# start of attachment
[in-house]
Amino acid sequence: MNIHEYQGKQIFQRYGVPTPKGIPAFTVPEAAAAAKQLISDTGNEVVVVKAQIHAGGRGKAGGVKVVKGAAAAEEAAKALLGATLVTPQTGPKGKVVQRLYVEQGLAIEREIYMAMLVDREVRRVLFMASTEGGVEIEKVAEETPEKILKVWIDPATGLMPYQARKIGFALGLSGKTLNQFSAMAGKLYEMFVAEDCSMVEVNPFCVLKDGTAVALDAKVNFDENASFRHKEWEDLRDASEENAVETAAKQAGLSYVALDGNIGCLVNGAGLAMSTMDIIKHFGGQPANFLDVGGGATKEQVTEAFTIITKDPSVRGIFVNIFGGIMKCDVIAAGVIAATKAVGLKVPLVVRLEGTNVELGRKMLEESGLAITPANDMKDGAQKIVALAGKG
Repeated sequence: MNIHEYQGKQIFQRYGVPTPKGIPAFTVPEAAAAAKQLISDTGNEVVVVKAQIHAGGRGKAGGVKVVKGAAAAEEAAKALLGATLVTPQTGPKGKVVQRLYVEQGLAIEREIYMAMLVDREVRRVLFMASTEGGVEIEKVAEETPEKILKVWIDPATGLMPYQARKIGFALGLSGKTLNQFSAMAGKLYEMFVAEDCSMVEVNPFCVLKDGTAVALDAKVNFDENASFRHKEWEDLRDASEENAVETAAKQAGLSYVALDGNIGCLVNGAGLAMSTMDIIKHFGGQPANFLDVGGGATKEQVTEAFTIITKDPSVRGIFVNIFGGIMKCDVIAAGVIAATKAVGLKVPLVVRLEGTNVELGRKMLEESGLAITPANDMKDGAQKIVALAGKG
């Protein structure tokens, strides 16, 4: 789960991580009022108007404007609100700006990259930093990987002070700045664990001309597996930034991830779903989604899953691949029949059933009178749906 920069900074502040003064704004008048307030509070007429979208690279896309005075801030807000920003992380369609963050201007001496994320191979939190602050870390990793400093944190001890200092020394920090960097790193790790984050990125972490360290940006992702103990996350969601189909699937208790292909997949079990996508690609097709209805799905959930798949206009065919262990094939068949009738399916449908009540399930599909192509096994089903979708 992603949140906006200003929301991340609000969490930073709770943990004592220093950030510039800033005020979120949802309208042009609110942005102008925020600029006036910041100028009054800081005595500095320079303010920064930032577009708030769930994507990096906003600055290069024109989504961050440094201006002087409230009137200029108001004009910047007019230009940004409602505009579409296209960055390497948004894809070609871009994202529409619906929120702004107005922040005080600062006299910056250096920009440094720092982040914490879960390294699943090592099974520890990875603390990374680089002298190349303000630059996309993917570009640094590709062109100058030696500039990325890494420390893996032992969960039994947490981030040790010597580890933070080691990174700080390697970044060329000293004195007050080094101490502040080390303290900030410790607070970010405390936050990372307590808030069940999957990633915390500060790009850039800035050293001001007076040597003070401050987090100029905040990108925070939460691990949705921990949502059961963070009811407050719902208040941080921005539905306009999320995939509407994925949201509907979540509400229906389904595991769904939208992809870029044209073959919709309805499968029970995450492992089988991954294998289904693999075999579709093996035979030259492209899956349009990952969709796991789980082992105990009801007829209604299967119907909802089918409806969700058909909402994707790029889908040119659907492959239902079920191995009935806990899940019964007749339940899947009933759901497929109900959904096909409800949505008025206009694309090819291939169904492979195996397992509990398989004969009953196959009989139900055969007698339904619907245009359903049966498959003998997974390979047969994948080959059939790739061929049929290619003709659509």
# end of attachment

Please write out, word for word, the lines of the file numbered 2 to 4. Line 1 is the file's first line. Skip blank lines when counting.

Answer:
Amino acid sequence: MNIHEYQGKQIFQRYGVPTPKGIPAFTVPEAAAAAKQLISDTGNEVVVVKAQIHAGGRGKAGGVKVVKGAAAAEEAAKALLGATLVTPQTGPKGKVVQRLYVEQGLAIEREIYMAMLVDREVRRVLFMASTEGGVEIEKVAEETPEKILKVWIDPATGLMPYQARKIGFALGLSGKTLNQFSAMAGKLYEMFVAEDCSMVEVNPFCVLKDGTAVALDAKVNFDENASFRHKEWEDLRDASEENAVETAAKQAGLSYVALDGNIGCLVNGAGLAMSTMDIIKHFGGQPANFLDVGGGATKEQVTEAFTIITKDPSVRGIFVNIFGGIMKCDVIAAGVIAATKAVGLKVPLVVRLEGTNVELGRKMLEESGLAITPANDMKDGAQKIVALAGKG
Repeated sequence: MNIHEYQGKQIFQRYGVPTPKGIPAFTVPEAAAAAKQLISDTGNEVVVVKAQIHAGGRGKAGGVKVVKGAAAAEEAAKALLGATLVTPQTGPKGKVVQRLYVEQGLAIEREIYMAMLVDREVRRVLFMASTEGGVEIEKVAEETPEKILKVWIDPATGLMPYQARKIGFALGLSGKTLNQFSAMAGKLYEMFVAEDCSMVEVNPFCVLKDGTAVALDAKVNFDENASFRHKEWEDLRDASEENAVETAAKQAGLSYVALDGNIGCLVNGAGLAMSTMDIIKHFGGQPANFLDVGGGATKEQVTEAFTIITKDPSVRGIFVNIFGGIMKCDVIAAGVIAATKAVGLKVPLVVRLEGTNVELGRKMLEESGLAITPANDMKDGAQKIVALAGKG
């Protein structure tokens, strides 16, 4: 789960991580009022108007404007609100700006990259930093990987002070700045664990001309597996930034991830779903989604899953691949029949059933009178749906 920069900074502040003064704004008048307030509070007429979208690279896309005075801030807000920003992380369609963050201007001496994320191979939190602050870390990793400093944190001890200092020394920090960097790193790790984050990125972490360290940006992702103990996350969601189909699937208790292909997949079990996508690609097709209805799905959930798949206009065919262990094939068949009738399916449908009540399930599909192509096994089903979708 992603949140906006200003929301991340609000969490930073709770943990004592220093950030510039800033005020979120949802309208042009609110942005102008925020600029006036910041100028009054800081005595500095320079303010920064930032577009708030769930994507990096906003600055290069024109989504961050440094201006002087409230009137200029108001004009910047007019230009940004409602505009579409296209960055390497948004894809070609871009994202529409619906929120702004107005922040005080600062006299910056250096920009440094720092982040914490879960390294699943090592099974520890990875603390990374680089002298190349303000630059996309993917570009640094590709062109100058030696500039990325890494420390893996032992969960039994947490981030040790010597580890933070080691990174700080390697970044060329000293004195007050080094101490502040080390303290900030410790607070970010405390936050990372307590808030069940999957990633915390500060790009850039800035050293001001007076040597003070401050987090100029905040990108925070939460691990949705921990949502059961963070009811407050719902208040941080921005539905306009999320995939509407994925949201509907979540509400229906389904595991769904939208992809870029044209073959919709309805499968029970995450492992089988991954294998289904693999075999579709093996035979030259492209899956349009990952969709796991789980082992105990009801007829209604299967119907909802089918409806969700058909909402994707790029889908040119659907492959239902079920191995009935806990899940019964007749339940899947009933759901497929109900959904096909409800949505008025206009694309090819291939169904492979195996397992509990398989004969009953196959009989139900055969007698339904619907245009359903049966498959003998997974390979047969994948080959059939790739061929049929290619003709659509």